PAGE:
Florida Sen. Marco Rubio hasn't won a Republican presidential primary yet, but his press team has done an incredible job of convincing the media he will do so any day now.
The latest sign of Rubio's resurgence came on Tuesday in a glowing Politico article titled "Rubio surges back to electrify South Carolina." The website reported that the presidential hopeful was "dazzling crowds as 'the comeback kid'" -- a reference to the nickname Bill Clinton earned after a surprise second-place finish in the 1992 New Hampshire primary -- and claimed Rubio was "positioned to finish either second or third" in the South Carolina primary on Saturday. The strategy, according to several Rubio campaign aides quoted in the story, is for a loss decent showing in South Carolina to finally convince establishment voters to coalesce around the senator:
If Rubio simply finishes ahead of Jeb Bush, who is polling a distant fourth or fifth in some surveys, and emerges from this state, always critical to his chances, as the establishment’s comeback kid, it will be because of his campaign’s quick adjustment in the face of adversity — and its unwavering faith in the candidate himself.
Everyone loves a comeback, but the media has been predicting a Rubio surge for months, even before his disappointing third-place finish in the Iowa caucuses and even worse fifth-place showing in the New Hampshire primary. That narrative has continued, although Texas Sen. Ted Cruz appears to be seeing a bigger surge in the polls ahead of the South Carolina race.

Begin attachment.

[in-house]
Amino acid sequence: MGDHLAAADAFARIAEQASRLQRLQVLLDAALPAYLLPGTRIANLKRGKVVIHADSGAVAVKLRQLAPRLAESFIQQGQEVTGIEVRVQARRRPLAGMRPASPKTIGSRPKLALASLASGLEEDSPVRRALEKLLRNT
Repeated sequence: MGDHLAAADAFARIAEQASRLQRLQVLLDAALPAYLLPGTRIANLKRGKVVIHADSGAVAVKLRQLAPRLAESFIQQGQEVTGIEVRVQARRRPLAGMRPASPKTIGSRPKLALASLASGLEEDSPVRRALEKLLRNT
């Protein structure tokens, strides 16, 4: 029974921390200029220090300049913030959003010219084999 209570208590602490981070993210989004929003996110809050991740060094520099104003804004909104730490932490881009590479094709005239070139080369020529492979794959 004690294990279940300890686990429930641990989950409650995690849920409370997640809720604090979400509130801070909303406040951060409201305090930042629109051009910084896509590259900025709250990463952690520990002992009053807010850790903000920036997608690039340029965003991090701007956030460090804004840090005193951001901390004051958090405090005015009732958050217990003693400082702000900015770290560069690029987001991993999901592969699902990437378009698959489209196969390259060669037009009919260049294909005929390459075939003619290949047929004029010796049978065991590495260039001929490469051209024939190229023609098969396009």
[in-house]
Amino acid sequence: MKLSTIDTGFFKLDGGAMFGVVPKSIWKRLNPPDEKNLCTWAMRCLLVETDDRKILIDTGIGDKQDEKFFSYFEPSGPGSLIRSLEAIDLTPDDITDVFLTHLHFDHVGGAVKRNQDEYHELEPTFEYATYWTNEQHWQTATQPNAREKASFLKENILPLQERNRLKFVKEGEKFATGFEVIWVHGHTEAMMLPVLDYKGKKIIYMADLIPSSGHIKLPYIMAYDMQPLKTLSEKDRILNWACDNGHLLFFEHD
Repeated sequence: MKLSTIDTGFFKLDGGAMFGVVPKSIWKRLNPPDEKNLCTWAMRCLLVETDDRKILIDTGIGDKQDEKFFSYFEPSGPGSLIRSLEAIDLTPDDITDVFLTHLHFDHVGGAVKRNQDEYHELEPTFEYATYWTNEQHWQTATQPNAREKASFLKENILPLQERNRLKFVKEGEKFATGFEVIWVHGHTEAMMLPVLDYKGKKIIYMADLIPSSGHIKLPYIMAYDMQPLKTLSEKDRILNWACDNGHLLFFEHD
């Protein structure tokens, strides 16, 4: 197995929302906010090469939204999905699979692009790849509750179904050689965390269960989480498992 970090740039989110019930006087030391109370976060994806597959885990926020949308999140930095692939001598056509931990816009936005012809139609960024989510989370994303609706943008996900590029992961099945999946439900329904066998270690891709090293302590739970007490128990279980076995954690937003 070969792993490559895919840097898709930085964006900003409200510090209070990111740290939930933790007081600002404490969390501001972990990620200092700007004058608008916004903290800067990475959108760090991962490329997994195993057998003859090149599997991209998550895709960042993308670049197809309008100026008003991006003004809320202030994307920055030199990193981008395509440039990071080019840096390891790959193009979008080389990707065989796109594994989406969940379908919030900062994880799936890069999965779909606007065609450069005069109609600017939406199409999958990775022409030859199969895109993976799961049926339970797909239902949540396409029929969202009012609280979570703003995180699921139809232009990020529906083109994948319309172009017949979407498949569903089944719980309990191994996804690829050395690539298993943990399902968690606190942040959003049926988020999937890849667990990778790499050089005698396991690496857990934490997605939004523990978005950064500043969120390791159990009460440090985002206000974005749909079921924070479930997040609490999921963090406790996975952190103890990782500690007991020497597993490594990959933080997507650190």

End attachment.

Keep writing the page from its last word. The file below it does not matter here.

If Rubio has a saving grace, it is the press:
The Daily Caller: The Rumors Of Marco Rubio’s Demise Have Been Greatly Exaggerated
Tampa Bay Times: Rubio scores comeback debate performance in South Carolina
The Weekly Standard: Rubio Plays Defense: Can he bounce back?
PJ Media: Rubio the Comeback Kid in South Carolina
Conventional wisdom would indicate that winning the party's nomination would require winning one -- any -- primary. Yet the senator's surrogates are lowering expectations in hopes of snatching victory out of the jaws of defeat in Saturday's Palmetto State primary.
"Third is not bad here, particularly coming out of New Hampshire where his obituary was being written," said Rep. Trey Gowdy (R-S.C.), who has endorsed Rubio.
The New Hampshire flop was a setback for the senator's early-state strategy, reportedly dubbed "3-2-1," in which his campaign spun a third-place finish in Iowa as part of a grand plan that included a second-place finish in the Granite State and a subsequent first-place showing in South Carolina. At the moment, the plan is looking more like "3-5-3."
Rubio may well surprise everyone on Saturday. Former House Speaker Newt Gingrich, for example, won South Carolina after finishing fourth in New Hampshire (though he went on to lose the nomination to Mitt Romney). But the Nevada primary is next on the calendar, and Donald Trump holds a large lead in polls there. After that, there will be primaries across a wide swath of southern states, where Rubio will find it harder to consolidate the so-called establishment lane -- especially with no signs that either former Florida Gov. Jeb Bush or Ohio Gov. John Kasich plan to throw in the towel anytime soon.
CORRECTION: A previous version of this story indicated that Bill Clinton won the New Hampshire primary in 1992. In fact, he came in second place.
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